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or rather at a description of the occasions on which they are formed.

From this account of the nature and object of metaphysical studies, it is evident that those individuals who are habitually occupied with them cannot fail to acquire a more than ordinary capacity of withdrawing their thoughts from things external, and of directing them to the phenomena of Mind. They acquire, also, a disposition to examine the origin of whatsoever combinations they may find established in the fancy, and a superiority to the casual associations which warp common understandings. Hence an accuracy and a subtlety in their distinctions on all subjects, and those peculiarities in their views, which are characteristical of unbiassed and original speculation. But, perhaps, the most valuable fruit they derive from their researches is, that scrupulous precision in the use of language, upon which, more than upon any one circumstance whatever, the logical accuracy of our reasonings, and the justness of our conclusions, essentially depend. Accordingly, it will be found, on a review of the History of the Sciences, that the most important steps which have been made in some of those apparentÎy the most remote from metaphysical pursuits, (in the science, for example, of Political Economy,) have been made by men trained to the exercise of their intellectual powers, by early habits of abstract meditation.*

These important advantages, however, are not to be purchased by the Metaphysician, without some danger of corresponding inconveniencies. As the materials of his reasoning in his favourite inquiries lie entirely within himself, he has no occasion to look abroad for objects to furnish an exercise to his powers, or to gratify his curiosity; and, unless he is at much pains to counteract this tendency by other studies, will be apt to contract gradually an inattention to what is passing around him, and a want of interest in the observation, not only of physical phenomena, but of the characters and manners of the society around him. When the mere metaphysician, accordingly, is called on to exercise his faculties on other subjects, he cannot easily submit to the task of examining details, or of ascertaining facts; and is apt to seize on a few data as first principles, following them out boldly to their remotest consequences, and afterwards employing his ingenuity to reconcile, by means of false refinements, his theoretical assumptions with the exceptions which seem to contradict them. The stock of his acquired knowledge too, is frequently extremely limited; the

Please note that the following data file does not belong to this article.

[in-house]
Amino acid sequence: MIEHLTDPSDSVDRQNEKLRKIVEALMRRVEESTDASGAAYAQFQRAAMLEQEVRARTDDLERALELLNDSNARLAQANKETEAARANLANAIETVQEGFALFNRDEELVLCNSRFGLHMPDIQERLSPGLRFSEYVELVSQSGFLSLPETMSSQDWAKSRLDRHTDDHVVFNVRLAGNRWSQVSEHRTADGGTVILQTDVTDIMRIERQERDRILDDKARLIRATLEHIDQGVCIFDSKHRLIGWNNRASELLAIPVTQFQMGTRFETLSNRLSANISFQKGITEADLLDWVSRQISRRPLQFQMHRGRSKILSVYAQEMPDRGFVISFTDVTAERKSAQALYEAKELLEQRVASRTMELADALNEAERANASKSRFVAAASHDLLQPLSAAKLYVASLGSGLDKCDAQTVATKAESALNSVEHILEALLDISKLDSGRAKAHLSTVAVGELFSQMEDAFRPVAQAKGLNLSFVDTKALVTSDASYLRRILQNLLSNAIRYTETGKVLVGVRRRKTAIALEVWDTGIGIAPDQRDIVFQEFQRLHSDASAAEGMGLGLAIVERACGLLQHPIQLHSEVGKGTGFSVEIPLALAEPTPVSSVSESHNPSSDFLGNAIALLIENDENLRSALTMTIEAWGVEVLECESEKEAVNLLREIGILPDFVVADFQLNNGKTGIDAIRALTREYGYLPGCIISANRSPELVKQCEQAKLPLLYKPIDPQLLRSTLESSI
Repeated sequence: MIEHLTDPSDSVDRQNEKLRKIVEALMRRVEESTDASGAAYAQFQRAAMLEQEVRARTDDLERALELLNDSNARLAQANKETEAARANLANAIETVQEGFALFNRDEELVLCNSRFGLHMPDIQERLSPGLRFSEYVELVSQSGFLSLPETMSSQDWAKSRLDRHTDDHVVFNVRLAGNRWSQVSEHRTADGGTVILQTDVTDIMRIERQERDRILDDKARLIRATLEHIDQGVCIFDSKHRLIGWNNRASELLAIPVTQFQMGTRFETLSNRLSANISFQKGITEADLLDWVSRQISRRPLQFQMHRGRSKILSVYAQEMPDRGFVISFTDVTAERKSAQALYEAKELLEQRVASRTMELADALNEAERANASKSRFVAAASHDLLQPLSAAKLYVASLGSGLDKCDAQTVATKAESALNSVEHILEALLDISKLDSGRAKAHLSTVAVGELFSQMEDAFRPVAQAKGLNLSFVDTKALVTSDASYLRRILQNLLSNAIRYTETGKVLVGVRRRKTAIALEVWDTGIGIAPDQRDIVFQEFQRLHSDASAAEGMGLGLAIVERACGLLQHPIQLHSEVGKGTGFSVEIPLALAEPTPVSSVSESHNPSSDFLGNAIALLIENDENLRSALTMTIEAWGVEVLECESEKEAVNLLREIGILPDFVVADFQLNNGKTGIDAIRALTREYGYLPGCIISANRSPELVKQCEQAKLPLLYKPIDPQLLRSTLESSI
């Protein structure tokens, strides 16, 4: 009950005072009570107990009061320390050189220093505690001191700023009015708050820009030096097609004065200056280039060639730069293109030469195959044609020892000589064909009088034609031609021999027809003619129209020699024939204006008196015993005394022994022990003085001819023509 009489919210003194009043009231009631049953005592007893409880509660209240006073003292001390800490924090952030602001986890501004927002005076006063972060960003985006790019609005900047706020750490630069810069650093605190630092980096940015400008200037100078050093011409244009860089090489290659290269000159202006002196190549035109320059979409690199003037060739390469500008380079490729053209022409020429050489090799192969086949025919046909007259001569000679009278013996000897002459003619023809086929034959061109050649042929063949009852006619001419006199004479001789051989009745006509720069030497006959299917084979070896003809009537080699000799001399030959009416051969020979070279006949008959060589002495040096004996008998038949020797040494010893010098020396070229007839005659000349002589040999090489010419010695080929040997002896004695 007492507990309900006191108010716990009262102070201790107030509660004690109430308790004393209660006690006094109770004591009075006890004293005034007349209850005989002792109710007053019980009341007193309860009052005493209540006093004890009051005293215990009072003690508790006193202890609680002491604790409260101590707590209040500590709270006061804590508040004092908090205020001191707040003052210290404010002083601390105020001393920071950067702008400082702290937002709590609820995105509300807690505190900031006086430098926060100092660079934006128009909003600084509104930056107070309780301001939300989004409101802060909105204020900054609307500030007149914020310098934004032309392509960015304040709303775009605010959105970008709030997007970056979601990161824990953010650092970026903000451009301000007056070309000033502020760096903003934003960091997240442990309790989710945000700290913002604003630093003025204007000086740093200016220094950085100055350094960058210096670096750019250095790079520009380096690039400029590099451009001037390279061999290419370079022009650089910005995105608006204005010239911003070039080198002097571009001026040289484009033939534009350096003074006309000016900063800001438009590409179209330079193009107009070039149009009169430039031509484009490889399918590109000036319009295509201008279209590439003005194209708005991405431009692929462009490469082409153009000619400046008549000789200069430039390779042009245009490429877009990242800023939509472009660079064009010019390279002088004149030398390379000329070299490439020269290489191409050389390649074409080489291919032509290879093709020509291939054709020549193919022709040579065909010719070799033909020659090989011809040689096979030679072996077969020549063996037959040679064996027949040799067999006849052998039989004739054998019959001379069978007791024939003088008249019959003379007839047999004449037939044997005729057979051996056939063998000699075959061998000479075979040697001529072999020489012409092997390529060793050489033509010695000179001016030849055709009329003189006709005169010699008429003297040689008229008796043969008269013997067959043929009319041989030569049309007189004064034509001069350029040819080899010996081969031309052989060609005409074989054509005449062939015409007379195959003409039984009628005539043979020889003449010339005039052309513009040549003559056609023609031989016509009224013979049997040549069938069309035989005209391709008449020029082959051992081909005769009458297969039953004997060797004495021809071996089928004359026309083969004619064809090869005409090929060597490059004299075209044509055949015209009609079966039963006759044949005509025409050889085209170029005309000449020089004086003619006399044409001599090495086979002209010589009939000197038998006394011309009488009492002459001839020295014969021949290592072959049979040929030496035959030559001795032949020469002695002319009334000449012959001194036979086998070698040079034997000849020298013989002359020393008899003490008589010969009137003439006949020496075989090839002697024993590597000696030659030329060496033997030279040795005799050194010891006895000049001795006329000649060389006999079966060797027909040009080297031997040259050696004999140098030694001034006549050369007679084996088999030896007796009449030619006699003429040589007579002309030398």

* Locke, Hume, Smith, Quesnai, Turgot, Morellet, Genovesi, &e.

phenomena about which his curiosity, is habitually occupied furnishing inexhaustible materials to his powers of reasoning and invention, without subjecting him to the fatigue of minute and circumstantial observation, or of a laborious research into the opinions of others. What farther contributes to limit his information, is the insulated nature of his pursuits. Most of the other sciences have such mutual connexions and relations, that the attention we bestow on any one excites our curiosity with respect to the rest; while they all unite in a common tendency to lead the thoughts occasionally to those speculations which the metaphysician considers as his peculiar province. Of his appropriate studies alone, it is a distinguishing characteristic to engross to themselves that attention which they have once deeply engaged, and, by withdrawing the curiosity from the fields of observation, of experiment, and of research, to shut up all the external channels of intellectual improve

ment.

Metaphysical studies, when their effects are not powerfully controlled by the moral principles and feelings of our nature, have a tendency to encourage à disposition to unlimited scepticism on the most interesting and important subjects of philosophical inquiry. As they show us the accidental origin of many of those associations which we were previously accustomed to consider as inseparable from our constitution, they are apt to suggest doubts with respect to the certainty of opinions for which we have the clearest evidence. The impression produced by such doubts is the greater, as we have not here the same checks on the abuses of our reasoning powers, which serve to guard us against error in the other sciences. In physics, our speculative mistakes are contradicted by facts which strike our senses. In mathematics, an erroneous supposition leads to its own correction, by the absurdity and inconsistency in which it involves us. But, in metaphysics, the absurdities and inconsistencies to which we are led by almost all the systems hitherto proposed to the world, instead of suggesting corrections and improvements on these systems, have commonly had the effect of producing scepticism with respect to all of them alike. We have a memorable instance of this in the following candid confession of Mr. Hume. "The intense view "of these manifold contradictions and imperfections in human reason has so wrought upon me and heated my brain, that I "am ready to reject all belief and reasoning, and can look upon "no opinion as more probable or likely than another." *